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Some quake repairs still under way page 3
A year later, communities still are repairing quake damage

 Roofers put round-tailed, yellow-cedar shingles on the roof of Salubria in Culpeper.
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Date published: 8/23/2012


Classes were called off for what students dubbed a "quake break." Nursing students returned to instruction at the Locust Grove Campus in Orange County one week after the temblor, and the remaining students resumed classes Sept. 6.

The V. Earl Dickinson Building on the Fredericksburg Area Campus in Spotsylvania County was the only building on the college's two campuses and two centers to sustain significant damage. It was declared unsafe and hasn't been used since.

Repairs began in May and are to be finished by the end of next month. Classes are slated to resume there in January.

The price tag for repairs and associated costs such as leasing space for classes totaled roughly $3.5 million. All but a $5,000 deductible should be covered by the state's insurance.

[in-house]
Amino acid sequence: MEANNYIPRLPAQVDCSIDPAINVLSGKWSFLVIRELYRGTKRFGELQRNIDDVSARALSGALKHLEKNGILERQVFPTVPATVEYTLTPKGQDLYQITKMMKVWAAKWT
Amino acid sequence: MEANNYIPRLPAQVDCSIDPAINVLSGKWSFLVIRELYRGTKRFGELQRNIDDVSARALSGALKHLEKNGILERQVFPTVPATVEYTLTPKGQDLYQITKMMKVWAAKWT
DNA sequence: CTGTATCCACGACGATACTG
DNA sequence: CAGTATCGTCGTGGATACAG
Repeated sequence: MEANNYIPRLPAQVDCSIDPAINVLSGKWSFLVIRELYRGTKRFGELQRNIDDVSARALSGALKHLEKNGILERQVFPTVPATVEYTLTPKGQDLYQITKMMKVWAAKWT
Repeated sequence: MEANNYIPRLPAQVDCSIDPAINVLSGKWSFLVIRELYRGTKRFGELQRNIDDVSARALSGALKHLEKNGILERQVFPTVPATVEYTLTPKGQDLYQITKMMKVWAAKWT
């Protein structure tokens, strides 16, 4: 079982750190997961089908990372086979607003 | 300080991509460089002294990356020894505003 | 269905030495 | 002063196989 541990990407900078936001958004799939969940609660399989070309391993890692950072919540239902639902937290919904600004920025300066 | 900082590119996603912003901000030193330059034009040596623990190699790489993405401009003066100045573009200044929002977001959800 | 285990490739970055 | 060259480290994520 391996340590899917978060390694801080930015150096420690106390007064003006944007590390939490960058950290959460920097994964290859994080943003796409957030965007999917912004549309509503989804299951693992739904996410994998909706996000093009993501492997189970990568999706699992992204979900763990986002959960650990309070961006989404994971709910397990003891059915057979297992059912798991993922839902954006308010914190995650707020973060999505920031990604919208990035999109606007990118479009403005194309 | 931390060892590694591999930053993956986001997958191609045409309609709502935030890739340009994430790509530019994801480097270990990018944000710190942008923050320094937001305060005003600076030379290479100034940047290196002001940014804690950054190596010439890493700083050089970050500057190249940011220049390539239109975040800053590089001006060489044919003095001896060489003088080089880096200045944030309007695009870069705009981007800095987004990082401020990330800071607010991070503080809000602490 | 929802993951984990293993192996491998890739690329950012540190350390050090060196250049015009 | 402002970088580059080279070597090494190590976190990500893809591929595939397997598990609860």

Staff are expected to begin moving back into Dickinson by the end of October while renovations take place in another part of the building.

Counselors will be available for those needing assistance returning to the building.

--Pamela Gould


Four Spotsylvania schools suffered damage totaling $22,201.57, schools spokeswoman Rene Daniels said.

A wall around the mechanical structures outside Battlefield Middle was demolished and rebuilt at a cost of $12,488, the most expensive repair needed.

Livingston Elementary, the school closest to the Louisa County line, needed $4,803.31 in repairs to its well pump and $800 worth of potable water while the repairs took place. The air conditioner at Freedom Middle needed repairs totaling $2,445.26. Post Oak Middle braced a wall at a cost of $1,665.

The school division applied to FEMA for reimbursement of the costs but has not received an answer, Daniels said.

--Pamela Gould


Orange County's schools experienced minor damage, mostly cosmetic, from the earthquake, according to Doug Arnold, facilities coordinator.

The most serious damage--4 feet of concrete-block wall shaken loose near the top of the Locust Grove Primary gym--was repaired within weeks of the start of school.

The school system is getting bids for the remaining work, primarily repair and repainting of drywall and concrete-block walls, ceilings and joints.

The bulk of the work is expected to be accomplished next summer, said Arnold, who was hired a mere 30 minutes before the earthquake.

--Dan McFarland

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